* Distinguished by a black patch that extends behind the eye, over the
'ear', to the base of the front limb.
* Skin smooth, with no warts. Back and sides colored varying shades of
* Toes pointed, legs long and slender.
* Male darker, female bigger.
* Length: 2 2 3/5".
* Habitat: Woodlands in the summer, under stones and stumps in winter,
wood ponds in breeding season.
* Range: Northern, eastern, and central United States, southeastern and
* Voice: A hoarse clacking, resembling the quack of a duck.
* Behavior: Mates in April in the north, earlier in the south. Feeds
on insects. In spring, the female lays black and white eggs, in spherical
underwater clusters coated in jelly. The pink and bronze tadpoles hatch
in 4 to 24 days, developing into adults in four years.
* Wood frogs have perfected cryogenic freezing long before humans...in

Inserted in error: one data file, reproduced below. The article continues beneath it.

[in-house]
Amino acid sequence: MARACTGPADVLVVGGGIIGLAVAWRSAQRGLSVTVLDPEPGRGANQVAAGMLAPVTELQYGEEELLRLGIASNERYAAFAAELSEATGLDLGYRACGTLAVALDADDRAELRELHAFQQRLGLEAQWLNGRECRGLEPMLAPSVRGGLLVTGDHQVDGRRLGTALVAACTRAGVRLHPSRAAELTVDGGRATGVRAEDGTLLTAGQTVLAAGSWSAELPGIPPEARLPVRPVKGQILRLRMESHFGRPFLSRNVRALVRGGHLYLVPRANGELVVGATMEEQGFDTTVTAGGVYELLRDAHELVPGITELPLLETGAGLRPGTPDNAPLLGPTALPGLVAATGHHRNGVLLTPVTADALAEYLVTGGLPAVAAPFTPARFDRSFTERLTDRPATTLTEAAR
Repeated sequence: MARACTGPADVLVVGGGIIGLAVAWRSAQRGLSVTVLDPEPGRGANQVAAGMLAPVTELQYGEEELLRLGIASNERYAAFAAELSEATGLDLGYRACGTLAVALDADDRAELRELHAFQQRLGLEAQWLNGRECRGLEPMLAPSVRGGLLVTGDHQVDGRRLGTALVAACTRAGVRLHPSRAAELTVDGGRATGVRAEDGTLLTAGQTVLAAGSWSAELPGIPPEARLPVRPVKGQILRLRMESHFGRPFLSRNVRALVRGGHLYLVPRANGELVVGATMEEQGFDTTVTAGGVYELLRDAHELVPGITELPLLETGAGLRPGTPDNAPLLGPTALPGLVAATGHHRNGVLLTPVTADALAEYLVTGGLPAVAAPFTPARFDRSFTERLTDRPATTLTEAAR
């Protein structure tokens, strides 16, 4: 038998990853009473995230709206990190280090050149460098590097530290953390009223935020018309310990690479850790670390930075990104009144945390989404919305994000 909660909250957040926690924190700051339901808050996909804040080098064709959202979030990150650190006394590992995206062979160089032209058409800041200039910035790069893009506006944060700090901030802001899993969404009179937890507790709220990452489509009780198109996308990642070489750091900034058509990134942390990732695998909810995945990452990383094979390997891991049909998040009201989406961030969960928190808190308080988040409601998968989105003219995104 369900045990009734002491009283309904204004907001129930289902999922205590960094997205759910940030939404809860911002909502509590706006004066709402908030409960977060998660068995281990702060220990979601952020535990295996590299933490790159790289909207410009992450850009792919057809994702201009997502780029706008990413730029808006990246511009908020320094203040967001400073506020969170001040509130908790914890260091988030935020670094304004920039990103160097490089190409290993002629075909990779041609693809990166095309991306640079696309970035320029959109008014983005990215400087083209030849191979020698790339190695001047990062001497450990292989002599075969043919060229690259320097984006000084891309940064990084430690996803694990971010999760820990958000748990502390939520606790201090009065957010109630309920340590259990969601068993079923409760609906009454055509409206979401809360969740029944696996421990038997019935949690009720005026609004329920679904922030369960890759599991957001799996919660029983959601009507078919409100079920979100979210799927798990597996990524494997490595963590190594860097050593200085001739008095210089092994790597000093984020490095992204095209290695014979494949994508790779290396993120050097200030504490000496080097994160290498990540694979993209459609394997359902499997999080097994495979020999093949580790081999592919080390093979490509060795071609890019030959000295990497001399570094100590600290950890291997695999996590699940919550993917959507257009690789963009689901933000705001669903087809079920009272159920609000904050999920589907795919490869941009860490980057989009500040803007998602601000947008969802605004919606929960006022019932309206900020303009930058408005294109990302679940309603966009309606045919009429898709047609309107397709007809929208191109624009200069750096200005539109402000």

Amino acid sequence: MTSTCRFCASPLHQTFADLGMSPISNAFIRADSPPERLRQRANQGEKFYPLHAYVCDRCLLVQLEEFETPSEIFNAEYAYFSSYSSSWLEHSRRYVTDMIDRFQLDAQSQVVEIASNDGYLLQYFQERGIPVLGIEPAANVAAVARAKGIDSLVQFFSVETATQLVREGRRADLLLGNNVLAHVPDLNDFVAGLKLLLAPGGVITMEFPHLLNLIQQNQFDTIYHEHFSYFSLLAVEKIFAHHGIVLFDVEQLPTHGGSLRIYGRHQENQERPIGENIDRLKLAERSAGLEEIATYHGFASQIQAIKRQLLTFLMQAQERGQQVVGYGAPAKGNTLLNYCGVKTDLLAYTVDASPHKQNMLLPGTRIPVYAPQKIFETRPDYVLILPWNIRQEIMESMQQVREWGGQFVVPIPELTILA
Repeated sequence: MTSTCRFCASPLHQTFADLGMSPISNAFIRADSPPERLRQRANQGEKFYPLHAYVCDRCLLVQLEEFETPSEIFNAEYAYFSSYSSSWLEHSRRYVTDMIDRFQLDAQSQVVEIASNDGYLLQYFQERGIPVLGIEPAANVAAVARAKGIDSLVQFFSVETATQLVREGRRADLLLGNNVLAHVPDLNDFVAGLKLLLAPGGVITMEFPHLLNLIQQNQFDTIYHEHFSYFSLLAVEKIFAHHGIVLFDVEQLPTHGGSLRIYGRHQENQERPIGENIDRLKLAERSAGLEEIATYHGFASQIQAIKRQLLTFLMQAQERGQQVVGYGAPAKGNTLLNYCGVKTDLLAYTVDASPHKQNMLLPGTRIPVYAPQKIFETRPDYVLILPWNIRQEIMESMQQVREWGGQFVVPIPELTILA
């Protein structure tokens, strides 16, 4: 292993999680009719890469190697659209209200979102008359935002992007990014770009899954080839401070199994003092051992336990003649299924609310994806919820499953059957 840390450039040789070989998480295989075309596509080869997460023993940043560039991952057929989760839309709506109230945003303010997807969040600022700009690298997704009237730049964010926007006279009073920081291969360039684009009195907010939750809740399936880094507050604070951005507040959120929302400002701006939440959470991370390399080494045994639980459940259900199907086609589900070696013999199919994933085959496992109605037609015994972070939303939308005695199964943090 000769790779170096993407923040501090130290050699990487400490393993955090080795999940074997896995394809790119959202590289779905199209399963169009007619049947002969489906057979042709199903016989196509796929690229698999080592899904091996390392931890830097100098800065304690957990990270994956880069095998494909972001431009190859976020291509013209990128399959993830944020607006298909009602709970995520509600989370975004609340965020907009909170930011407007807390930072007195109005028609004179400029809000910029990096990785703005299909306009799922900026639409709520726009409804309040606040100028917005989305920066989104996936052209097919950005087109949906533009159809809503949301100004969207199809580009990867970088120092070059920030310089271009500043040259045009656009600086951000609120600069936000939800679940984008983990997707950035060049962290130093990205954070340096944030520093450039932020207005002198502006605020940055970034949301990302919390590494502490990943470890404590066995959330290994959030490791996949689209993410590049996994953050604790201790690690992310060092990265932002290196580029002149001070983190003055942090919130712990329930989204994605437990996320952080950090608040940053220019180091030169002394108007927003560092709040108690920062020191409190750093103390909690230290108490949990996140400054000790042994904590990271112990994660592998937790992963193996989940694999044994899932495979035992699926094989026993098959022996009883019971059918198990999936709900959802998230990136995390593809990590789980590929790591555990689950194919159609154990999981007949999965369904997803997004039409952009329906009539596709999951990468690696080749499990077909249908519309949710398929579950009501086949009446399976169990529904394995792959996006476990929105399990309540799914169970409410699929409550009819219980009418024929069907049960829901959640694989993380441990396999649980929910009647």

the winter, as much as 35 to 45 percent of the frog's body may turn
to ice. Ice crystals form beneath the skin and become interspersed
among the body's skeletal muscles. During the freeze, the frog's breathing,
blood flow, and heartbeat cease. Freezing is made possible by specialized
proteins and glucose, which prevent intracellular freezing and dehydration.
* Wood frogs are masters of camouflage - they can change from
dark to light to match with their surroundings within an hour.
The photos show frogs matching their different backgrounds.